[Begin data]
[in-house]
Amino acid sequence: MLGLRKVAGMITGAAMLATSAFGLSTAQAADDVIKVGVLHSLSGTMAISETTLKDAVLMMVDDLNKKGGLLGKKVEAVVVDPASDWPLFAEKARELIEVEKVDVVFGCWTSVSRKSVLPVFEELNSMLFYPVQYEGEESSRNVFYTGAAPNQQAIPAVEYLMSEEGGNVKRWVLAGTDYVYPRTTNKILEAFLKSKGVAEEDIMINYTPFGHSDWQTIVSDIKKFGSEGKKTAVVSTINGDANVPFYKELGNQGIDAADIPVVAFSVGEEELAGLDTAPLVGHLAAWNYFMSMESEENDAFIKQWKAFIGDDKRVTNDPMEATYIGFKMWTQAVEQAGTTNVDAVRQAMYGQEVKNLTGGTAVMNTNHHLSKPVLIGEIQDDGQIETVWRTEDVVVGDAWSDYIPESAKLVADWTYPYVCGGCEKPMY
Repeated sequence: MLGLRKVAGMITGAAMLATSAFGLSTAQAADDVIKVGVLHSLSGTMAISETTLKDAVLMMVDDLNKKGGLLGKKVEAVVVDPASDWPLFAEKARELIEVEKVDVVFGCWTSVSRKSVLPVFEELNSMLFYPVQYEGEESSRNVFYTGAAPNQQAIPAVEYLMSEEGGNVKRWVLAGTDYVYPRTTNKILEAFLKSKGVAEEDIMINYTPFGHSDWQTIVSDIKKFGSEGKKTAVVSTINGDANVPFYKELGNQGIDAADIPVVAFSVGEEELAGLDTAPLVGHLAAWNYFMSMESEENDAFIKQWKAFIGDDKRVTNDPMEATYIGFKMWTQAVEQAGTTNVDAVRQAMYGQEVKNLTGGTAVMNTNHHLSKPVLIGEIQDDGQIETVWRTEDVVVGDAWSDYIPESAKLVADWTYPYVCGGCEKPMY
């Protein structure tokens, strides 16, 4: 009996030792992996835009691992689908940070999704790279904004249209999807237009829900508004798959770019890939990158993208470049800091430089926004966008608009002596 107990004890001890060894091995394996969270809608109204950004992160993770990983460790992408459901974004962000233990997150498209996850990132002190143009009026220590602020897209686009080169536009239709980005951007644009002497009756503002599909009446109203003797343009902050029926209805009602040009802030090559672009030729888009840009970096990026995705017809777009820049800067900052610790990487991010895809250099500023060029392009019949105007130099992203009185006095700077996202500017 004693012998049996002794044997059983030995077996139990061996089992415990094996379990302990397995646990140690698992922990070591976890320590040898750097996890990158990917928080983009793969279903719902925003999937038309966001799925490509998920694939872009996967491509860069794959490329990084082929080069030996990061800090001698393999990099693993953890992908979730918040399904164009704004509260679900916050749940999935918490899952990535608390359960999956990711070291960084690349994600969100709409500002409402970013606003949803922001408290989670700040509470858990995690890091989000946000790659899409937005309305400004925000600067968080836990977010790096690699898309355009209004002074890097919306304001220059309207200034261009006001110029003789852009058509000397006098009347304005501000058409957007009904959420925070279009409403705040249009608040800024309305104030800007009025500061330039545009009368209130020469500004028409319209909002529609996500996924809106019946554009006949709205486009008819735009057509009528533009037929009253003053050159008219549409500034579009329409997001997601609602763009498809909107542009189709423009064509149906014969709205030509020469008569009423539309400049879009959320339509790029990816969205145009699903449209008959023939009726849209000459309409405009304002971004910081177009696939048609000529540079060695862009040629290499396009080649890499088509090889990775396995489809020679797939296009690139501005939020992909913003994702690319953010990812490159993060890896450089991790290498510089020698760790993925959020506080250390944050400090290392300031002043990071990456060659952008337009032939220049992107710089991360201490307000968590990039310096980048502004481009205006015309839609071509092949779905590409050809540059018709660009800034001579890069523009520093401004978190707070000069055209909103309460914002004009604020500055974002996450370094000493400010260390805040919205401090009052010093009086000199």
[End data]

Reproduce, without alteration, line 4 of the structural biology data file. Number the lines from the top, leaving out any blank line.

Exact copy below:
């Protein structure tokens, strides 16, 4: 009996030792992996835009691992689908940070999704790279904004249209999807237009829900508004798959770019890939990158993208470049800091430089926004966008608009002596 107990004890001890060894091995394996969270809608109204950004992160993770990983460790992408459901974004962000233990997150498209996850990132002190143009009026220590602020897209686009080169536009239709980005951007644009002497009756503002599909009446109203003797343009902050029926209805009602040009802030090559672009030729888009840009970096990026995705017809777009820049800067900052610790990487991010895809250099500023060029392009019949105007130099992203009185006095700077996202500017 004693012998049996002794044997059983030995077996139990061996089992415990094996379990302990397995646990140690698992922990070591976890320590040898750097996890990158990917928080983009793969279903719902925003999937038309966001799925490509998920694939872009996967491509860069794959490329990084082929080069030996990061800090001698393999990099693993953890992908979730918040399904164009704004509260679900916050749940999935918490899952990535608390359960999956990711070291960084690349994600969100709409500002409402970013606003949803922001408290989670700040509470858990995690890091989000946000790659899409937005309305400004925000600067968080836990977010790096690699898309355009209004002074890097919306304001220059309207200034261009006001110029003789852009058509000397006098009347304005501000058409957007009904959420925070279009409403705040249009608040800024309305104030800007009025500061330039545009009368209130020469500004028409319209909002529609996500996924809106019946554009006949709205486009008819735009057509009528533009037929009253003053050159008219549409500034579009329409997001997601609602763009498809909107542009189709423009064509149906014969709205030509020469008569009423539309400049879009959320339509790029990816969205145009699903449209008959023939009726849209000459309409405009304002971004910081177009696939048609000529540079060695862009040629290499396009080649890499088509090889990775396995489809020679797939296009690139501005939020992909913003994702690319953010990812490159993060890896450089991790290498510089020698760790993925959020506080250390944050400090290392300031002043990071990456060659952008337009032939220049992107710089991360201490307000968590990039310096980048502004481009205006015309839609071509092949779905590409050809540059018709660009800034001579890069523009520093401004978190707070000069055209909103309460914002004009604020500055974002996450370094000493400010260390805040919205401090009052010093009086000199």